or, where it considers that the nature or circumstances of the offence are of sufficient gravity, it may-

(c) order that the case be heard by a properly constituted Juvenile Court; or

(d) hear and determine the case in accordance with this Act and order that the case be sent to a Juvenile Court for an order of sentence under Section 30(2)”.

10. The exercise of jurisdiction by the National Court in respect of a juvenile is expressly referred to in s.18. That provides:

(1) Where a juvenile is charged with homicide, rape or other offence punishable by death or imprisonment for life-

(a) the committal proceedings shall be dealt with by a Juvenile Court; and

(b) subject to Subsection (2), the trial shall be heard and determined by the National Court.

(2) For the purposes of Subsection (1)(b)-

(a) the provisions of this Act with respect to procedure shall have effect; and

(b) the National Court may exercise the sentencing powers conferred by this Act on a Juvenile Court.

11. I note that the terms of this section are mandatory whereas the terms of s.17 are permissive (“shall” v “may”).

12. Section 18 has been the subject of previous judicial notice.

13. In The State v. A Juvenile M [2005] PGNC 141, Cannings J. sentenced a juvenile aged 14 at the date of the alleged offence. M was originally charged with attempted rape but pleaded guilty to common assault under s.335 of the Code. The offence occurred at Buka. The Juvenile Courts Act 1991 provides for special courts and magistrates to deal with offences alleged against juveniles save for those referred to in S.18. However, as Cannings J. noted None of these special provisions have been invoked in relation to Bougainville.”

14. Clearly, if there was no Juvenile Court, a lacuna would exist if the National Court could not deal with the matter. Arguably, a District Court would, absent the special provisions in the Juvenile Courts Act (see s.17) lack jurisdiction to try the matter. That is, indictable offences are, otherwise, outside the jurisdiction of a District Court.

15. There was no argument addressed to the Court disputing that the National Court could assume jurisdiction. That assumption of jurisdiction could not derive from the general power of review vested in the National Court. Cannings J. considered that it derived from SS 155(3)(a), 155(4), 163(2) & 166(1) of the Constitution.

16. Section 163(2) states:

“The National Court is a superior court of record and accordingly, subject to any Act of the Parliament, has the power to punish the offence against itself commonly known as Contempt of court.”

17. Section 166(1) states:

“Subject to this Constitution, the National Court is a court of unlimited jurisdiction”.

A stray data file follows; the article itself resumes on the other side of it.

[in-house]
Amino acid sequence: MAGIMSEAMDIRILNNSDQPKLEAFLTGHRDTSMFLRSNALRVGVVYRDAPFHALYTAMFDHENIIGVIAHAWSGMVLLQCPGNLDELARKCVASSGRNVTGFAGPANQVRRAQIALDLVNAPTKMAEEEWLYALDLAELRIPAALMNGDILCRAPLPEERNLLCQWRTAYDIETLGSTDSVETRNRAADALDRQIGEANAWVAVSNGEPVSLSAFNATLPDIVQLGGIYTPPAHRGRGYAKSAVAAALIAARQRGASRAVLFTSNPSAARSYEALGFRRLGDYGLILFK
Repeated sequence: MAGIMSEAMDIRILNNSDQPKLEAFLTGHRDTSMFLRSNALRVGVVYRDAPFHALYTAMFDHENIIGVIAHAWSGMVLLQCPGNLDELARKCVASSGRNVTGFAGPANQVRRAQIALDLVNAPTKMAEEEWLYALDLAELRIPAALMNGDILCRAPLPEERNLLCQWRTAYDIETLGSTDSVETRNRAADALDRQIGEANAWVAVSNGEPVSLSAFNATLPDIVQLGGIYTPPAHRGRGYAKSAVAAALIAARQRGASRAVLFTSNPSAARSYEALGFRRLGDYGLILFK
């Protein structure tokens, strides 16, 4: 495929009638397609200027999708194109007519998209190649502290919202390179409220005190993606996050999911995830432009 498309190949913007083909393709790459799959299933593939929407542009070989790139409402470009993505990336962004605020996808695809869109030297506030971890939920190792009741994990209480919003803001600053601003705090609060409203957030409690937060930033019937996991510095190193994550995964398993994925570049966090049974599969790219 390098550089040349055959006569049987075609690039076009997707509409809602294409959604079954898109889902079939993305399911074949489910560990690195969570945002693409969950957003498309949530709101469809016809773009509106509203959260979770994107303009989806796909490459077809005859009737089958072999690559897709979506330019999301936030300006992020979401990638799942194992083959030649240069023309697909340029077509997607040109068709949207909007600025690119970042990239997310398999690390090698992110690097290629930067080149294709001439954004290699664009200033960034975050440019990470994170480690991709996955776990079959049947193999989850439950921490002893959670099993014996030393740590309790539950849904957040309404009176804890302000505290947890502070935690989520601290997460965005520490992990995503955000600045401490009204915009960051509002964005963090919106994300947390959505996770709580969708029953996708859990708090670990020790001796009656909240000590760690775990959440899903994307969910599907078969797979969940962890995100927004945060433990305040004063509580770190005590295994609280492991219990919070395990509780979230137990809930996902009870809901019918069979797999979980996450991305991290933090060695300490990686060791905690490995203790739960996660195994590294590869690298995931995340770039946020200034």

18. Also relevant is s.172:

“(1) Subject to this Constitution, Acts of the Parliament may establish, or provide for the establishment of, courts within the National Judicial System in addition to the Supreme Court and the National Court, and may define, or provide for the definition of, their respective powers, functions and jurisdictions and their relationship with other components of the National Judicial System.”

19. It follows that Parliament might, as it has done, establish or provide for the establishment of, Juvenile Courts, expressly to deal with offences, including indictable offences, committed or alleged to have been committed by juveniles, including appeals therefrom to the National Court.

20. None of this limits the jurisdiction of the National Court to supervise the exercise of judicial power by the Juvenile Court. However, the Juvenile Courts Act does provide for a Court with special jurisdiction to deal with juveniles. It is apparent that it is the intention of Parliament that the Juvenile Court with the attendant protective provisions be the primary source of justice in respect of those matters within its jurisdiction.

21. In the case of State v. A Juvenile M [2005] PGNC 141; N2815, the option of a Juvenile Court was unavailable. So also was a District Court, albeit temporarily. Hence it was necessary for the National Court to assume jurisdiction.

22. In State v. Kaore [2014] PGNC 43; N5572, the National Court had to assume jurisdiction as the offence carried life imprisonment. (see also State v. Knox [2008] PGNC 79). There are, of course, many similar cases, (see The State v. JK [2012] PGNC 348; N4748).

23. I note that in the case of State v. Mamu [2002] PGNC 110; N2228, a juvenile had been charged with, inter alia, an offence against S.387 of the Criminal Code....